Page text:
Letterkenny's Canadian Caesar Is A Real Cocktail - Here's How To Make It

In many parts of the world, going into a bar or restaurant and ordering a "Caesar" would most likely get you a salad bowl filled with romaine lettuce, croutons, and Parmesan cheese, and tossed with a dressing made with lemon, anchovy, and egg.

But a "Caesar" is something else entirely when you cross the 49th parallel (via History) and move from the United States into Canada, where a "Caesar" is defined as a cocktail made with vodka, tomato juice, clam broth, hot sauce, and Worcestershire sauce (via "The Great Canadian Bucket List: One-of-a-Kind Travel Experiences"). Toronto resident Christian McPhee tells The New York Times that Caesars are "like comfort food for Canadians. For as long as I can remember, Caesars have been a part of my family's get-togethers." 

The Times reports that Caesars were first put together more than half a century ago by Walter Chell, a restaurant manager in Alberta. And while it might be tempting to dismiss the Caesar as a variant of the bloody Mary — which has similar ingredients — Canadians are likely to (respectfully) disagree.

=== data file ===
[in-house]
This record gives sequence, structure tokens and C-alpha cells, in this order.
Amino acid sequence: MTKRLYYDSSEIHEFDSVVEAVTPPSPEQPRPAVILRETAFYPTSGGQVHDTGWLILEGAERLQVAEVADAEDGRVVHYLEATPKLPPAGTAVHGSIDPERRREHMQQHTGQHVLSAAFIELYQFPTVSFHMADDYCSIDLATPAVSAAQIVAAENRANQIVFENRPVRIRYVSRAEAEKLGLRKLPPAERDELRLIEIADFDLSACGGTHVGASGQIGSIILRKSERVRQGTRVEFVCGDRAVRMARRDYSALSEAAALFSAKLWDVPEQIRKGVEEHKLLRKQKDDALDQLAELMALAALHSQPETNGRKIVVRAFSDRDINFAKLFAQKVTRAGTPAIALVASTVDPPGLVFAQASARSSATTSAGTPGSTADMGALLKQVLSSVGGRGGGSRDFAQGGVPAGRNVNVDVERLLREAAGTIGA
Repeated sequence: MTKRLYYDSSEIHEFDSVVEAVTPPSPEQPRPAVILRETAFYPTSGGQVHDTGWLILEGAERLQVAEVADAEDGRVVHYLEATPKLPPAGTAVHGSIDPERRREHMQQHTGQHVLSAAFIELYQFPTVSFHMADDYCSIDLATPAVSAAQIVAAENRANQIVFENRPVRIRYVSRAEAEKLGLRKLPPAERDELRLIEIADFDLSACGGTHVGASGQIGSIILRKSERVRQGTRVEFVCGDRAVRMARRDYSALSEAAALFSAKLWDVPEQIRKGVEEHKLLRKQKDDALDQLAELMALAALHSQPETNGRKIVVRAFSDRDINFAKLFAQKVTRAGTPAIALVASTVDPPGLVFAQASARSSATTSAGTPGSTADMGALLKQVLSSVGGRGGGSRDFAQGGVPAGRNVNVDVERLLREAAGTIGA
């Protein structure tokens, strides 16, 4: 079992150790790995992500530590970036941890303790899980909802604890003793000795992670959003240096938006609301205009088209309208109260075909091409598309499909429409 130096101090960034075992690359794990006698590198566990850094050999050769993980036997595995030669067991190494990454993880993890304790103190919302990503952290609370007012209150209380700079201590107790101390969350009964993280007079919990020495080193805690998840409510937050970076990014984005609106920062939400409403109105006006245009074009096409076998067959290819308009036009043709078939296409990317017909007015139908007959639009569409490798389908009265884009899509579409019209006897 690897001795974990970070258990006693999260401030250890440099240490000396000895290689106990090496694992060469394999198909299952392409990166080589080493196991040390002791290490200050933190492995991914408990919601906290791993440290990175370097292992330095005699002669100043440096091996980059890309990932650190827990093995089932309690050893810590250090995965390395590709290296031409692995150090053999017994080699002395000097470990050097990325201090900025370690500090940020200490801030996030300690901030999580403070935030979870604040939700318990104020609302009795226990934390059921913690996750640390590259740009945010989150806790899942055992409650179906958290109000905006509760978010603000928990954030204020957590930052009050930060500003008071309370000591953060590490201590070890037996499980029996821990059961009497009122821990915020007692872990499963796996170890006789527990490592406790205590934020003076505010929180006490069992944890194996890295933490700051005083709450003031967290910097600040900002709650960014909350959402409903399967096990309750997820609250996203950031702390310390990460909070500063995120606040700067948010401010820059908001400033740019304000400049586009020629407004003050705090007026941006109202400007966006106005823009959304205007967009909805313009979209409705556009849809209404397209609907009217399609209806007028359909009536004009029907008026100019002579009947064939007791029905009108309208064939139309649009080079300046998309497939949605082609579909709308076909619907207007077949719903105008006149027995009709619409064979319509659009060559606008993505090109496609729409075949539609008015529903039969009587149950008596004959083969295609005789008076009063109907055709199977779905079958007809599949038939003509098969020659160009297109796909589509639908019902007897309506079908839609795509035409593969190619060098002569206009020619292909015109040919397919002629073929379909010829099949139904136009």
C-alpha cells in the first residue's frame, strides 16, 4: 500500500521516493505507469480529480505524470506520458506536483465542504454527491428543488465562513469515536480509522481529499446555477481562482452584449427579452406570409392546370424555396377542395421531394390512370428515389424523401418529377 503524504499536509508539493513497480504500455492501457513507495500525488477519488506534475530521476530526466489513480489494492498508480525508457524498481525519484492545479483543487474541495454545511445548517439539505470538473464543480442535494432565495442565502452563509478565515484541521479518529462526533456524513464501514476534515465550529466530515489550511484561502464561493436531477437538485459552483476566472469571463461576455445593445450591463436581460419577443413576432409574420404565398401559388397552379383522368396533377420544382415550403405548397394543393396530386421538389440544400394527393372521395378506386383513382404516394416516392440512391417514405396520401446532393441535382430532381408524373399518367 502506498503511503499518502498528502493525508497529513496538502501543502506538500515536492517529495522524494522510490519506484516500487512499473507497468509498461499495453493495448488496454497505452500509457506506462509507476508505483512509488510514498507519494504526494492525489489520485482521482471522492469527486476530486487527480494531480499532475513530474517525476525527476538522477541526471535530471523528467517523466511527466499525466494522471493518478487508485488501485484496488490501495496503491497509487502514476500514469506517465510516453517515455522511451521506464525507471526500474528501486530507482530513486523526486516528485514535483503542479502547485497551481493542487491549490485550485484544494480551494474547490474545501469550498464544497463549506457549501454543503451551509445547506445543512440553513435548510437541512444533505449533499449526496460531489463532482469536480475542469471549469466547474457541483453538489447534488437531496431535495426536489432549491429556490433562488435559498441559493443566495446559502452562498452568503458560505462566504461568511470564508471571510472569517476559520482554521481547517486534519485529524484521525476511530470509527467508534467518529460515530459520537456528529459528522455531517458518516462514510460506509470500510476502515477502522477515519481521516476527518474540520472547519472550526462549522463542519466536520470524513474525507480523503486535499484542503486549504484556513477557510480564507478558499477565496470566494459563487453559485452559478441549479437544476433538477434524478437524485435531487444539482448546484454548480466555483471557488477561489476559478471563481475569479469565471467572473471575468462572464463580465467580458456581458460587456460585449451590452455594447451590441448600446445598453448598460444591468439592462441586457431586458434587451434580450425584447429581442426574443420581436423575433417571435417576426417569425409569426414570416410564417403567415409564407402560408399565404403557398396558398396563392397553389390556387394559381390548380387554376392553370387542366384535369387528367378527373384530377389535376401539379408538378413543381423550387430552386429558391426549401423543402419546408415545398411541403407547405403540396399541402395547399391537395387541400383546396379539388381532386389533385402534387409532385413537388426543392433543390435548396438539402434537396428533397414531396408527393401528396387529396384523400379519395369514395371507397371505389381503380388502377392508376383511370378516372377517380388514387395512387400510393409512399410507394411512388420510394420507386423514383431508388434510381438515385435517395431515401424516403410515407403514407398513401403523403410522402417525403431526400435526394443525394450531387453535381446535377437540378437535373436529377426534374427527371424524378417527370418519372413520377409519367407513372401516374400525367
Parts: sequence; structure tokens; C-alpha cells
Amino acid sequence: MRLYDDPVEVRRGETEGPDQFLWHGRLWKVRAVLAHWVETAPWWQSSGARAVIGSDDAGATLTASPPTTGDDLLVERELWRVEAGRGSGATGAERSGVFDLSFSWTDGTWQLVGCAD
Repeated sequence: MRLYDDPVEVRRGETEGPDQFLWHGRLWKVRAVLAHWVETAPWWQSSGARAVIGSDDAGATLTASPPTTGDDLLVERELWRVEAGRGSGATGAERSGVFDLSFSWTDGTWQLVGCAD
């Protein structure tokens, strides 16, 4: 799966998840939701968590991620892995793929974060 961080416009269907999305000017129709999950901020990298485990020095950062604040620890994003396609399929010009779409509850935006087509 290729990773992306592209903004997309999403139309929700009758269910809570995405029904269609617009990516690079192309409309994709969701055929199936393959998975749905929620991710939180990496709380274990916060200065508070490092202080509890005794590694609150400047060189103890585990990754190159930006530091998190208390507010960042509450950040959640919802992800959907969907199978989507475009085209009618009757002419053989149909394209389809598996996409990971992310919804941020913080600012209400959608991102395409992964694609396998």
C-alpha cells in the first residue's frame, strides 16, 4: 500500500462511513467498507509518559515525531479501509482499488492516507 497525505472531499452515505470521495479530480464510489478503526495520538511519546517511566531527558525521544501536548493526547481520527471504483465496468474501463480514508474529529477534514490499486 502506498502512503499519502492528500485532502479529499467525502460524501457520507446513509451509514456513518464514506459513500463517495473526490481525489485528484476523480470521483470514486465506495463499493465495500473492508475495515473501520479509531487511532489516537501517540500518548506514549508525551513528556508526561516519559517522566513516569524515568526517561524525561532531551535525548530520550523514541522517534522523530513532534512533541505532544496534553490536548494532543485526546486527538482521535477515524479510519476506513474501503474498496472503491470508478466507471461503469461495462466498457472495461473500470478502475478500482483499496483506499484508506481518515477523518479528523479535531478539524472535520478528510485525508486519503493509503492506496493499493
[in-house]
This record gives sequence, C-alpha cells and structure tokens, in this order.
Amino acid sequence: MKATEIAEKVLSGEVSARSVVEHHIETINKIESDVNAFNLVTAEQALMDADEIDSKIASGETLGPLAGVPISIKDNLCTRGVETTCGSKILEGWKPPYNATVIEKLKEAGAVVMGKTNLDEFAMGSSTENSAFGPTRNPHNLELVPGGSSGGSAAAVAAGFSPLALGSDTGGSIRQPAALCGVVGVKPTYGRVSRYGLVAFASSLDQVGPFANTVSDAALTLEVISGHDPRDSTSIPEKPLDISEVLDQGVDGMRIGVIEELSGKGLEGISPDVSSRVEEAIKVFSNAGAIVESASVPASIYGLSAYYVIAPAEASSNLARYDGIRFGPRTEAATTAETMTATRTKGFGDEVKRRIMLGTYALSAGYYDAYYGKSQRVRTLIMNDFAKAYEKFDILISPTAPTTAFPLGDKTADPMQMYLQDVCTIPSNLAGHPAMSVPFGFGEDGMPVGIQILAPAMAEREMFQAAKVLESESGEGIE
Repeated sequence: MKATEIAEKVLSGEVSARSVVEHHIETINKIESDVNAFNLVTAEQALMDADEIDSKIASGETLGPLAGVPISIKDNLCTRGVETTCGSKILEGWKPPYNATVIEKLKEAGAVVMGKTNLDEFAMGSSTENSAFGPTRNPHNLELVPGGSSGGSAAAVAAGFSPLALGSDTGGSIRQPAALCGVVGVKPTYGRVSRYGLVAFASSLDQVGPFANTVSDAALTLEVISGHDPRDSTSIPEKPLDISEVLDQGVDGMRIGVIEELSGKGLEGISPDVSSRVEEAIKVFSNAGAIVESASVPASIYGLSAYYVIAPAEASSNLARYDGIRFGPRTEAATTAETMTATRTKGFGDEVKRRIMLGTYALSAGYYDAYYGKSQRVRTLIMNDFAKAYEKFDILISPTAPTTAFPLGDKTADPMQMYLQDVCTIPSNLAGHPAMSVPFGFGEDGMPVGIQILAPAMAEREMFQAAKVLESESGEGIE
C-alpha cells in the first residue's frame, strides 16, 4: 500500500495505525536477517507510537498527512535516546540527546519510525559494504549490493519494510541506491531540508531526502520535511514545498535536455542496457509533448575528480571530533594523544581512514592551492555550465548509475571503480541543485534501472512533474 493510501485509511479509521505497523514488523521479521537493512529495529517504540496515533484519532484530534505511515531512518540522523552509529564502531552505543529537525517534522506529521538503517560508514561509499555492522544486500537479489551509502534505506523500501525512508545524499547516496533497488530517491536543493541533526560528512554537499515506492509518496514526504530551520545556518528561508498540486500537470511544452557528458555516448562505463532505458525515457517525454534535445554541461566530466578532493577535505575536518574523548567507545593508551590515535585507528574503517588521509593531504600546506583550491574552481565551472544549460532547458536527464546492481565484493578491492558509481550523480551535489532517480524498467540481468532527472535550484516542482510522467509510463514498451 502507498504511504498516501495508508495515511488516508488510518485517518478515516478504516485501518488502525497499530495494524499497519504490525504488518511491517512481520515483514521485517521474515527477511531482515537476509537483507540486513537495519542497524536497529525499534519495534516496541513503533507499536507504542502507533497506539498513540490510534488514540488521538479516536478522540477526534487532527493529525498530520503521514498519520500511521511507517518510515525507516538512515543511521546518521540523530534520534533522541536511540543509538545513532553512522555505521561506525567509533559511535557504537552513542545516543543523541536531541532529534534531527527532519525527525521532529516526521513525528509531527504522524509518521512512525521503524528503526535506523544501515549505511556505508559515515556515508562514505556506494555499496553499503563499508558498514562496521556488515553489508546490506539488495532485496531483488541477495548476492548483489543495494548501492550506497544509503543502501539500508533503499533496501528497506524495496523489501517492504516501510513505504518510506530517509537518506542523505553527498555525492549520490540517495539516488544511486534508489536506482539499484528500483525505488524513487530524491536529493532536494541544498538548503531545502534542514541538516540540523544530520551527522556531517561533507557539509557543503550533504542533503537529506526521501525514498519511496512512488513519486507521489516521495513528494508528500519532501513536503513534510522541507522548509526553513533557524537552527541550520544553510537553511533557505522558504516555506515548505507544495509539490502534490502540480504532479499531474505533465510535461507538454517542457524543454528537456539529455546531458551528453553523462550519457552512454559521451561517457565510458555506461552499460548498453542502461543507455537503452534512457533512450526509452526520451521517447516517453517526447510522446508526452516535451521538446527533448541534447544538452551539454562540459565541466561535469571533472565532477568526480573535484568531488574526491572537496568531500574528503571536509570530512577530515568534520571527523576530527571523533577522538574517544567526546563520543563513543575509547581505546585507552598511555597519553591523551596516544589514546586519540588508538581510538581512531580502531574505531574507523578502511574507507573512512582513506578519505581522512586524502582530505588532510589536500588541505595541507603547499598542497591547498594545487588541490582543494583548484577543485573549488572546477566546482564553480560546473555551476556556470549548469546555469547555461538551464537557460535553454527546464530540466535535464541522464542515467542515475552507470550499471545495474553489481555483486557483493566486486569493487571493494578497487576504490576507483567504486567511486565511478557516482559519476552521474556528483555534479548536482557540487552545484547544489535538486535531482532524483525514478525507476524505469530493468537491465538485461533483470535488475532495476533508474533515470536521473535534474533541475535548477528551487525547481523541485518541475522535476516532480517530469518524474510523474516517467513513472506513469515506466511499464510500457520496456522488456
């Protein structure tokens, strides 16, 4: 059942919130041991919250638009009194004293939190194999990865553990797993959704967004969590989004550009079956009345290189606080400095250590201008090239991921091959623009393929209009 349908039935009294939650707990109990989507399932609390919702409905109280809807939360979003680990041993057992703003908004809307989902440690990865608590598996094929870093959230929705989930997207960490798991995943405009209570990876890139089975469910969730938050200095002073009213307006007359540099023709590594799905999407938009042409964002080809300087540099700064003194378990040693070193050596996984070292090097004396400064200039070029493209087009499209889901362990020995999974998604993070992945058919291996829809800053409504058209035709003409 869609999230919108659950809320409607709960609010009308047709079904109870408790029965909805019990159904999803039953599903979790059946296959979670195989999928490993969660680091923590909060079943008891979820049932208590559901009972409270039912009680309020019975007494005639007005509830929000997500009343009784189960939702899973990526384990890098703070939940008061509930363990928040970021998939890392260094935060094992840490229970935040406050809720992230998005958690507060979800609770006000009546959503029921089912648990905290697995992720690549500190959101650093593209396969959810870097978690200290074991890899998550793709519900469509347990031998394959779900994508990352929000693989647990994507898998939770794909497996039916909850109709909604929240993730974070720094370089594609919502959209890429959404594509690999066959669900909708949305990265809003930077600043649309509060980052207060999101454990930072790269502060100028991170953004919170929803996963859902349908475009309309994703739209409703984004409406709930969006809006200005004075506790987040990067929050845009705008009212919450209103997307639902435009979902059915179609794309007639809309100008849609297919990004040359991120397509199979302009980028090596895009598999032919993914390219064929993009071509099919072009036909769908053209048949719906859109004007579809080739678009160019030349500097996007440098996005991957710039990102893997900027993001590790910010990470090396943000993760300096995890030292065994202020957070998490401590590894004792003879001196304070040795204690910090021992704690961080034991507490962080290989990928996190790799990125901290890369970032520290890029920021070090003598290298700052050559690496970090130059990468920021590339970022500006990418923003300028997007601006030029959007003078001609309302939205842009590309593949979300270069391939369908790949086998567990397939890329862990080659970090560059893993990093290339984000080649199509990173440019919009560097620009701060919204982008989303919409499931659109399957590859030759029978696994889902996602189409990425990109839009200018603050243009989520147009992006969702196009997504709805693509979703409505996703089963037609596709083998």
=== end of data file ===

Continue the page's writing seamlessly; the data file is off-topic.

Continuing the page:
Hulu's Letterkenny held a Caesar contest

While the Caesar is Canada's "favorite cocktail" — according to CBC — it recently got more exposure in the United States through Hulu's "Letterkenny," a series set in a rural Canadian town that's about life in, well, a rural Canadian town (via Vox). And in one episode of the hit show, the characters held a Caesar-making competition.

Per Food & Wine, every Caesar recipe on the show had a "base, booze, boosters, garnishes, and a rim." The booze were clear spirits that ranged from gin to vodka — even moonshine. All the drinks were made with a base that included Clamato juice, and "boosters" incorporated more exciting ingredients such as dill pickle juice, or the more traditional Worcestershire sauce and hot sauce. Many garnishes were exotic like a Dungeness crab leg, beef jerky, pickled egg, or a Slim Jim, while the rims were dressed up with spices that included Old Bay, Montreal chicken seasoning, and Montreal steak seasoning.

To writer Sarah Crowder, the winner was a somewhat traditional Caesar named "The Hicks." The drink was made with the classic ingredients —  Clamato juice, vodka, Tabasco, Worcestershire sauce — adding a celery stick, dill pickle, and Slim Jim for garnish. The cocktail was rimmed with lemon juice, celery salt, and Montreal steak seasoning.

While the ingredients may make your head turn, Food & Wine gushed over it as "refreshing, flavorful, and, wow, I forgot how good a Slim Jim is."